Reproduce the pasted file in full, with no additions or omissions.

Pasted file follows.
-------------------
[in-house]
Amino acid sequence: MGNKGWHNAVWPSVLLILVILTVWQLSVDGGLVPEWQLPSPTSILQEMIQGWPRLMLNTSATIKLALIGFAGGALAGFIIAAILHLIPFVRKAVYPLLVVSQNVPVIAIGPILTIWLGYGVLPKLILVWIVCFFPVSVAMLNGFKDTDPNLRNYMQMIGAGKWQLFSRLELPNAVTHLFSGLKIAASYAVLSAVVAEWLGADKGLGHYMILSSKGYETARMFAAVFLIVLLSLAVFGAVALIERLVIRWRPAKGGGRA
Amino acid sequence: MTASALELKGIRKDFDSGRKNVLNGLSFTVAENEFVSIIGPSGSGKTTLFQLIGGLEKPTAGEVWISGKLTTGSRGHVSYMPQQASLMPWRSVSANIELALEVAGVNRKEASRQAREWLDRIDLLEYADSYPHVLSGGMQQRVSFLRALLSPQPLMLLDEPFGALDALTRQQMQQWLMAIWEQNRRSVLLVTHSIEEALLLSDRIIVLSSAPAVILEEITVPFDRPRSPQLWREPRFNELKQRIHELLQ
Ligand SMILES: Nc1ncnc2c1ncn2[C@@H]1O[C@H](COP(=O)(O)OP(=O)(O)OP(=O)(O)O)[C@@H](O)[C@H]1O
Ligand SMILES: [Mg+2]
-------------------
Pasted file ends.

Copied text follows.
[in-house]
Amino acid sequence: MGNKGWHNAVWPSVLLILVILTVWQLSVDGGLVPEWQLPSPTSILQEMIQGWPRLMLNTSATIKLALIGFAGGALAGFIIAAILHLIPFVRKAVYPLLVVSQNVPVIAIGPILTIWLGYGVLPKLILVWIVCFFPVSVAMLNGFKDTDPNLRNYMQMIGAGKWQLFSRLELPNAVTHLFSGLKIAASYAVLSAVVAEWLGADKGLGHYMILSSKGYETARMFAAVFLIVLLSLAVFGAVALIERLVIRWRPAKGGGRA
Amino acid sequence: MTASALELKGIRKDFDSGRKNVLNGLSFTVAENEFVSIIGPSGSGKTTLFQLIGGLEKPTAGEVWISGKLTTGSRGHVSYMPQQASLMPWRSVSANIELALEVAGVNRKEASRQAREWLDRIDLLEYADSYPHVLSGGMQQRVSFLRALLSPQPLMLLDEPFGALDALTRQQMQQWLMAIWEQNRRSVLLVTHSIEEALLLSDRIIVLSSAPAVILEEITVPFDRPRSPQLWREPRFNELKQRIHELLQ
Ligand SMILES: Nc1ncnc2c1ncn2[C@@H]1O[C@H](COP(=O)(O)OP(=O)(O)OP(=O)(O)O)[C@@H](O)[C@H]1O
Ligand SMILES: [Mg+2]